Day 8 – WIPtember 2020

Day Eight – Writing Advice

The idea of giving writing advice seems self serving to me, but alas we find ourselves at this place so I shall comply. The type of advice requested depends precisely on where in the process a writer finds oneself. There are stops along the way where I could actually have some potentially helpful advice. There are many more bullet points that I have not yet reached in my own writing journey. That said, I’ll share what has actually been helpful to me.

1) Just yarf it out.

No excuses necessary. Just grab your favorite method of recording – pad of paper, computer, audio transcriber – and spew that story. It doesn’t have to be good. It doesn’t have to be complete. It doesn’t even have to make sense – yet. But you do have to get it out of your head and birth it into existence.

2) Read as much as possible.

Good writers, read – and broadly. Read the genre you want to write. Read a genre you have no experience reading. Read outside of your preferred age range. And while you are reading, take notes. Mental notes are good, if your brain works that way. Most people seem to have better luck taking actual notes to reference later. Notice how stories are constructed. Pay attention to how story and character development happens.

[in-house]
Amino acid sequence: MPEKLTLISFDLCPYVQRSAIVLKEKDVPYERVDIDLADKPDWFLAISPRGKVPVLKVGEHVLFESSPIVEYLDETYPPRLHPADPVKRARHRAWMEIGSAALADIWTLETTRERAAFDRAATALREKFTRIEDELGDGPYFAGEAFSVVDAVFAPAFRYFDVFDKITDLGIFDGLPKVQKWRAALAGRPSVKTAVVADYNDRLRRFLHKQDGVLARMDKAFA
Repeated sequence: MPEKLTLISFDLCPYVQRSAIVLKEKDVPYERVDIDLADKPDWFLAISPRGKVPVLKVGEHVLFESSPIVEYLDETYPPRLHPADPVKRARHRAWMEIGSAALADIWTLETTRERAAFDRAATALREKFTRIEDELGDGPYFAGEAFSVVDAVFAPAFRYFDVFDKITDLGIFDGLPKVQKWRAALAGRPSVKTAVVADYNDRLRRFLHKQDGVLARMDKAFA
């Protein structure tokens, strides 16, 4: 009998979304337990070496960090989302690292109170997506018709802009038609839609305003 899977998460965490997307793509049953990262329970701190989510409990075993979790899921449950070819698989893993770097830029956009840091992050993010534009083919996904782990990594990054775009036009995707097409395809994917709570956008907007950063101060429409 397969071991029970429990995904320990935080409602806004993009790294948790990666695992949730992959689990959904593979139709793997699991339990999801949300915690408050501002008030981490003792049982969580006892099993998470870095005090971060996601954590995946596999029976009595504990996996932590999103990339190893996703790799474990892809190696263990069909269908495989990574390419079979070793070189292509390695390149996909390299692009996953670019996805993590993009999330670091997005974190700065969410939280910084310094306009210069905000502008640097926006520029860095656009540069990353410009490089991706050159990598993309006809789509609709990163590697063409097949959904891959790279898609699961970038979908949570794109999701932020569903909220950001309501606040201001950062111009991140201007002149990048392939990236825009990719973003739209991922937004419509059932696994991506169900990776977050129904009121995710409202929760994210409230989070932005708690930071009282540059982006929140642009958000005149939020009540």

3) Find a mentor.

You are probably surrounded with people just like you. Many people think about “writing a book” but never tell anyone, and fewer still even bother to start. Put the word out and you’ll be surprised who jumps out of the woodwork to share their experiences. If you don’t have anyone IRL who can – or is willing to – be a mentor, find a virtual one. Twitter is a mine field, but there are a lot of talented and helpful people tucked away over there. Instagram has more writers camping out these days, and they are slightly more …friendly. If those options fail you, get a book by one of the Big Guns. I can personally recommend On Writing, by Stephen King – but there are others that a simple internet search can lead you to.